Source | LineMint : Rajiv Banduni
With the start-up scenario growing and becoming pervasive in India, entrepreneurs are bubbling with new ideas, believing their idea to be the next billion-dollar one. Today, it feels as though everyone wants to be an entrepreneur. This is very heartening for a young country like India where, by 2020, 64% of our population will be of working age, highlighting the urgency for future employment creation.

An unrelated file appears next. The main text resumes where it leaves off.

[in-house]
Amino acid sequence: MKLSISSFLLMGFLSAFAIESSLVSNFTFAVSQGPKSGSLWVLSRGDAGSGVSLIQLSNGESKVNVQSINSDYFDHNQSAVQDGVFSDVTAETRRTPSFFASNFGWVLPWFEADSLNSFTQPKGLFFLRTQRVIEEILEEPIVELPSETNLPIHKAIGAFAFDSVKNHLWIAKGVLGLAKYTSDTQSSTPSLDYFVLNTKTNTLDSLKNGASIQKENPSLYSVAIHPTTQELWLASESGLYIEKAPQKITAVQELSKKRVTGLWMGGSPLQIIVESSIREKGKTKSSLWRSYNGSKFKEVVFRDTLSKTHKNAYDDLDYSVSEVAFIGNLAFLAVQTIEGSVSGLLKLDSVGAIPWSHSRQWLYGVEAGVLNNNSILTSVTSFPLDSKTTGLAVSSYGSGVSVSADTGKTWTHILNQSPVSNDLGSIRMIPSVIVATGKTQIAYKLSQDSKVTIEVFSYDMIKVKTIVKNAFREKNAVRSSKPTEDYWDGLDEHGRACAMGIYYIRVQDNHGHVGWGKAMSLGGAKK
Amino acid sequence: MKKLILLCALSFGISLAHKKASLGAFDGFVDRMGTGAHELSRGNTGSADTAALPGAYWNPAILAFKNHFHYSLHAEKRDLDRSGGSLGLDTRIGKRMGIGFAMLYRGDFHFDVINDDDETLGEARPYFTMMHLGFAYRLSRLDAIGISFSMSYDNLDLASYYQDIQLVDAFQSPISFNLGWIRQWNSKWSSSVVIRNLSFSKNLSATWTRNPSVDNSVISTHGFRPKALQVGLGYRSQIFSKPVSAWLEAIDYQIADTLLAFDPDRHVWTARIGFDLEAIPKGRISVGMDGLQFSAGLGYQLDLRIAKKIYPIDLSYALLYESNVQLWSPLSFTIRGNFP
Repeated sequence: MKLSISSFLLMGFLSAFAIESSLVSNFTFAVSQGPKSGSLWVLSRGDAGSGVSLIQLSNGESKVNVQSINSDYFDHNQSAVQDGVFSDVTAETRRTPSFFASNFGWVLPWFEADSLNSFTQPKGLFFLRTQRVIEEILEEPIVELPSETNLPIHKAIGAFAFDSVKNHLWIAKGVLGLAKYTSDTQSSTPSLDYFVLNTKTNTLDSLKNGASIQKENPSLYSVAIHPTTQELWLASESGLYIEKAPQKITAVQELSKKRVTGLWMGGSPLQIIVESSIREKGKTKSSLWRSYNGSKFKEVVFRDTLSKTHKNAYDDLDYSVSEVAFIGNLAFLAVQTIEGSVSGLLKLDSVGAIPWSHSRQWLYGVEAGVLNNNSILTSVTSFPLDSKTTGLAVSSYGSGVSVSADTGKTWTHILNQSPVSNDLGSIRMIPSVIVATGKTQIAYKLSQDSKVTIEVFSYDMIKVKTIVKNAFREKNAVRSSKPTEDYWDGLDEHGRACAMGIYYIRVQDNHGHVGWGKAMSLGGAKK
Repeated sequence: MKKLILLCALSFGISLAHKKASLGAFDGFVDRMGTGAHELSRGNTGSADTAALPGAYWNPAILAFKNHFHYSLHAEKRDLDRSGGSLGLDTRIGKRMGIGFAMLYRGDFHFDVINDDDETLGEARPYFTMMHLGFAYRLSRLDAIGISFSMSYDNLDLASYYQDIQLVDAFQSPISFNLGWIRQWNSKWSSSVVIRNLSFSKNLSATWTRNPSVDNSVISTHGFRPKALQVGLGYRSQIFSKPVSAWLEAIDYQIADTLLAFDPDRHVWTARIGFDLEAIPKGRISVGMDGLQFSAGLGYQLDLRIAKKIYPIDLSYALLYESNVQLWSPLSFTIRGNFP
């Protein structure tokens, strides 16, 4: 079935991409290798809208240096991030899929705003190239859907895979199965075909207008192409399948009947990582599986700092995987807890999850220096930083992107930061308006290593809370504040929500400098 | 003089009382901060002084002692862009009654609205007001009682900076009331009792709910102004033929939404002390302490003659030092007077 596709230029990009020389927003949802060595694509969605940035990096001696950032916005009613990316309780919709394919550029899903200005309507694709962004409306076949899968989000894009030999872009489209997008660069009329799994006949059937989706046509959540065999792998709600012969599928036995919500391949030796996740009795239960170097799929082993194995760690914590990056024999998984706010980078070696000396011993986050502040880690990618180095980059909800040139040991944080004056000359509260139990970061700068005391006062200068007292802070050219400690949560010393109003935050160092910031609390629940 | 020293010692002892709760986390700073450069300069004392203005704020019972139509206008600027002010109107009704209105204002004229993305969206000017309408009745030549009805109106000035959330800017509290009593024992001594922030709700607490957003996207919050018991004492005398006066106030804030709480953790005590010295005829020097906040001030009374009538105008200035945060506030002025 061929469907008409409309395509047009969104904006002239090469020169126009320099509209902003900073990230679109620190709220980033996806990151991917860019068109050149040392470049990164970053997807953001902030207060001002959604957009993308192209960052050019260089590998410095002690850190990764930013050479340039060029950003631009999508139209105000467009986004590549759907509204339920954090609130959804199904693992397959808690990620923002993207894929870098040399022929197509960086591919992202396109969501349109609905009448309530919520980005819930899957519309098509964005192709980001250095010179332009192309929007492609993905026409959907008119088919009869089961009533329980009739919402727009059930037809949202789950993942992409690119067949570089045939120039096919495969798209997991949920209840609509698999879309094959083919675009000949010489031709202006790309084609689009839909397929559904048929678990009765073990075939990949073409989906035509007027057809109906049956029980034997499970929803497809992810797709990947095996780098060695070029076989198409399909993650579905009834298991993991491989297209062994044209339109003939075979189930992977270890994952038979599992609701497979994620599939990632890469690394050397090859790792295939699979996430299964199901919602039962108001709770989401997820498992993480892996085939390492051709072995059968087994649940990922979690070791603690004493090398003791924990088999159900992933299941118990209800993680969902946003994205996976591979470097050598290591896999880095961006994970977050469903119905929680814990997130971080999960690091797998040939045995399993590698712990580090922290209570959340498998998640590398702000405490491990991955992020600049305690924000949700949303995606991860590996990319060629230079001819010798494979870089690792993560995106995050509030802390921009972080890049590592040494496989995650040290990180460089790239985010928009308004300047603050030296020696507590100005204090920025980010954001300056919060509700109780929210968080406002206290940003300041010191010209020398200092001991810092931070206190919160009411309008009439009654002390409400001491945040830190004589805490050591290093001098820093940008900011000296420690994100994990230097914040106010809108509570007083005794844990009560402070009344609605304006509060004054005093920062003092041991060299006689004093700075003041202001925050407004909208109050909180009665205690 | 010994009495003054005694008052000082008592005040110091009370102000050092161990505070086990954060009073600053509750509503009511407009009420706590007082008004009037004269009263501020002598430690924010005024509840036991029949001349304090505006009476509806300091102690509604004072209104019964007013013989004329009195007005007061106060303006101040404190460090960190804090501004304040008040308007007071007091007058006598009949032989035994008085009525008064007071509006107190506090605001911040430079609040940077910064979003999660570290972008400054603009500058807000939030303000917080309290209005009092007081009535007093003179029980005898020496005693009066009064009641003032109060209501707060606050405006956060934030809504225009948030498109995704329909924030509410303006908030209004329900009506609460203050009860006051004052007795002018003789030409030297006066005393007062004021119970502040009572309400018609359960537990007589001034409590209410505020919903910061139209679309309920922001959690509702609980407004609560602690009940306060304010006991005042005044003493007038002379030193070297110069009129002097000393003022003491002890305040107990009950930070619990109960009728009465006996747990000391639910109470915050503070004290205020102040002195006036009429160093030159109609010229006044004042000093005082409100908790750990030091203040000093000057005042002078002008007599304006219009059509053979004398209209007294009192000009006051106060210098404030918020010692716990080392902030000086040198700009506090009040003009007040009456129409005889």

The biggest challenge facing global start-ups is the high rate of failure. According to Harvard Business Review, over 80% of global start-ups fail in the first 18 months, and in India this figure is close to an alarming 90%. The ministry of corporate affairs in fiscal 2014 published that close to 100,000 new companies were registered in India, but how many of them will survive? It appears that when signs of trouble arise, many founders struggle to “save” the business, largely due to poor decision-making by the leader, and a lack of guidance from a skilled expert.